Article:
Enabling and Disabling Sitefinity Inline Editing

Sitefinity includes a helpful inline editing feature, which allows an authorized user to quickly update content on the public website instead of the administration backend. This can be enabled for all, some, or no users, depending on your needs and configuration

Programmatically Adding Controls to a Sitefinity Page

The PageManager in Sitefinity has a method called CreateControl that is overloaded to allow both Compiled (dll) controls as well as simple User Controls (.ascx files) to be initialized and added to a Sitefinity page. Both overloads require a string containing the name of the ContentPlaceholder that will hold the control, which is defined in the .master file backing a Sitefinity template.

CreateControl Method and Sample Code

For compiled web controls, the signature of the CreateControl method looks like this:

CreateControl<T>(System.Web.UI.Control control, string placeHolder)

Here is an example code snippet that creates a NewsView control and adds it to a page.

View code sample on Gist

The method for UserControls, on the other hand, accepts a string with the relative path to the user control (such as “~/widgets/control.ascx”):

CreateControl<T>(string controlPath, string placeHolder)

Here is an example code snippet that creates an instance of a user control and adds it to the page.

View code sample on Gist

In both methods, the generic type <T> should be PageControl.

Adding Controls in Order

Controls added to Sitefinity Pages load at runtime in no particular order, and even if you add them in a specific sequence, they may load on the page in a different order.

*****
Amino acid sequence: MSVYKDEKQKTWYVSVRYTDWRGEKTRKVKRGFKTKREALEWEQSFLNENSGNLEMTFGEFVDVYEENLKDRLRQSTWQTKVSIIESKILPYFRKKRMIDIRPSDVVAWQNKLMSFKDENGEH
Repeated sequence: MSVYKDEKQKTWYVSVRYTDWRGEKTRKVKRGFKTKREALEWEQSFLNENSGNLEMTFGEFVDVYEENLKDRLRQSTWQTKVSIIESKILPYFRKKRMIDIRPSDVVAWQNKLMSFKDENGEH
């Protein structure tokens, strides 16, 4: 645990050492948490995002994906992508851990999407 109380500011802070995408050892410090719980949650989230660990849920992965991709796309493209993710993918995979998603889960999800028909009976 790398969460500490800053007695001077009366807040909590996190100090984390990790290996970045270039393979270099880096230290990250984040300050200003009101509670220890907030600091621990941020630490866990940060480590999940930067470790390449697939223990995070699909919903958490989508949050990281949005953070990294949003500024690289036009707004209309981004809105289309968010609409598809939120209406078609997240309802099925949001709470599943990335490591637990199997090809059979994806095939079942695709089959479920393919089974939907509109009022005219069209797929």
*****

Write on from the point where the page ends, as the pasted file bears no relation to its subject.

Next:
Fortunately, you can specify the order the widgets should load by using the SiblingId property of the control, which refers to the ID of the control that should precede it in the placeholder.

The first control should have this value be empty, since it is at the top and has no previous sibling control. After adding the control, save the ID, and assign it to the SiblingID property of the next control you wish to load.

Here is a simple example that demonstrates this, adding the three controls so they load in order on the page. This example demonstrates using a User Control, but the property works for compiled controls as well.

View code sample on Gist

Introducing WunderLook: An Outlook Add-in for Wunderlist

This is my first attempt at writing both an Outlook Add-in as well as developing with Wunderlist. They don’t have an official API that I could find, but I did discover the .NET Wunderlist API by lerainieur on SourceForge which is a major component of this project. Many thanks to the developer for making this available.

Developing an Add-in for Outlook 2010

I had a difficult time just finding relevant and useful information on just how the heck you do this. I searched for hours on MSDN, as well as general searching on the internet for variations of “how to create an outlook add-in” that yielded pretty useless results.

So this blog post is meant to list some of the helpful resources I WAS able to find, as well as some of the things I learned along the way.

Wunderlist: The Ultimate Solution for Managing Tasks